It can reasonably be said that our dear leader is now the most ridiculed man on the planet. In fact, he may well be the most ridiculed man in history. For a preening narcissist who takes himself terribly seriously, being the butt of the joke heard round the world has got to hurt. The handpicked assortment of craven nitwits and supplicants that he has surrounded himself with have valiantly tried to insulate him from the derision. But they’re only human. . . . . Hats off to them for their tenacity, but no amount of spin is going to change the fact that the Trump White House, like the company its inhabitant has run for the past four decades, continues to be a shambolic mess.
Trump’s one brief moment of acting presidential—when he read off a teleprompter for 60 minutes and 10 seconds during his address to Congress—served only to show just how low the bar for presidential behavior has plummeted since January. Watching TV commentators applaud him for containing himself for a little over an hour was like hearing a parent praise a difficult child for not pooping in his pants during a pre-school interview.
Trump may be a joke, but the chaos and destructive forces around him are not. If he can cause this much havoc during his first few months in office, imagine what the country and the world will look like at the end of four years. Watch him when he walks into a crowd of people. There is a slight grimace, a tightening of the mouth that to me indicates a hesitation, perhaps based on fear. The thing is, if Trump has made any sort of arrangement with the Russians—Kremlin, oligarchs, F.S.B., Mob, or any combination of the four—to drop the Obama-era sanctions in return for past favors, the hoo-ha surrounding his Russian connections now makes that almost impossible to deliver. Whatever support he has received from the Russians over the years presumably came with promises of a payback. If Trump can’t follow through on this, he might be in serious trouble.
That Trump’s supporters continue to line up behind him remains a mystery. For the Republican leadership—the Vichy Republicans, as they have been labeled—their collaboration will bear a stiff price down the road. As for the president’s followers out in the country, their air, their water, their national parks, their pensions, and their health care are all in jeopardy from planned legislation and from regulatory rollbacks already in place. I can understand the desire to effect dramatic change in Washington, but this is like being frustrated with your doctor and calling in the man who sold you aluminum siding to handle your physical.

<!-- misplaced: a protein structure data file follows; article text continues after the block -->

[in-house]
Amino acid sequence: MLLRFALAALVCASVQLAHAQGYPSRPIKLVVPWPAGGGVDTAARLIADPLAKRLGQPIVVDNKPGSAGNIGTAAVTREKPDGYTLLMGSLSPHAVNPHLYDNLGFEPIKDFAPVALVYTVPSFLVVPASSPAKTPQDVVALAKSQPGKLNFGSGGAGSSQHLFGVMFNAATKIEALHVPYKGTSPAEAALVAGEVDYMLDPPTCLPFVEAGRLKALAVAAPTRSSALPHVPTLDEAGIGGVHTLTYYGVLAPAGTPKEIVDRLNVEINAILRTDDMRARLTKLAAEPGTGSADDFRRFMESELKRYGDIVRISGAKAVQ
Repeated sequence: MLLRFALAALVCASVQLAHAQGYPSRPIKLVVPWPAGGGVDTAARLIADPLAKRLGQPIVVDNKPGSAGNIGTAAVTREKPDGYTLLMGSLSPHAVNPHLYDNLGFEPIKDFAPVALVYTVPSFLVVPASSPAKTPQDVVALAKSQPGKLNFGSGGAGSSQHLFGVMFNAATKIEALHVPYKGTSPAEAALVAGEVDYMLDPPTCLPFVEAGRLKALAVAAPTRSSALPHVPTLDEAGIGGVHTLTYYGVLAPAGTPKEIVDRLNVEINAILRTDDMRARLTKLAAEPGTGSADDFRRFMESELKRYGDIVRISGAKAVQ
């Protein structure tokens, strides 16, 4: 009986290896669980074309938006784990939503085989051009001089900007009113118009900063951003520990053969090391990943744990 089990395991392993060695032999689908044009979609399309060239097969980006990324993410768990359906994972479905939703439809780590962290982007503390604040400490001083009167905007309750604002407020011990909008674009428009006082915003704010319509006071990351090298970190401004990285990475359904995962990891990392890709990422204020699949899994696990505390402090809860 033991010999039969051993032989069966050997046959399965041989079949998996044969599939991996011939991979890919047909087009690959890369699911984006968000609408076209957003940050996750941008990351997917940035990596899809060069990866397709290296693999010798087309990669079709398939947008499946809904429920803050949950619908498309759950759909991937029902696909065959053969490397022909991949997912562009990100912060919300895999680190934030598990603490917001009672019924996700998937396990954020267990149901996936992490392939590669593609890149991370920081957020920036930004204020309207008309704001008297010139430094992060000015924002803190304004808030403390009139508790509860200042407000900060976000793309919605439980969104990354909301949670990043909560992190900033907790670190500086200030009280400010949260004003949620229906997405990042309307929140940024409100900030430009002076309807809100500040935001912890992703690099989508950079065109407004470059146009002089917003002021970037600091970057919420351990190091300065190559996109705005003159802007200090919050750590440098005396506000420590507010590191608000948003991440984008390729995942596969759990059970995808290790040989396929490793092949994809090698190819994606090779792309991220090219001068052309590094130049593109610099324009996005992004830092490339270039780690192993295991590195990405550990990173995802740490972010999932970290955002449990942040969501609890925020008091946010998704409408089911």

Trump’s war with the press may have enjoyed favorable short-term results with his acolytes, but this is a skirmish he simply cannot win. Sprawling, complex stories like Watergate—or Kremlingate, for that matter—are anything but straightforward affairs, and for the reporters trying to make sense of things, it is akin to assembling a jigsaw puzzle in the dark. It takes time, but eventually the puzzle comes together. And as it was more than four decades ago, you’ve got two great news organizations, The New York Times and The Washington Post, in complete rut over who will get the goods first. The Post wants to reclaim the position it had after it toppled a president, in the wake of Watergate. And the Times is out to make sure that the Post doesn’t have a repeat. When the dust settles, the real history will begin. There might be the occasional hack willing to trot out some semi-fictional hagiography on this administration. But, in the end, proper historians and serious journalists will descend in droves to mop up the lies, the half-truths, and the criminality. Trump’s legacy and that of his family could end up in tatters. The self-lauded Trump brand may well wind up as toxic as the once self-lauded brand of another New York-Palm Beach family: the Madoffs.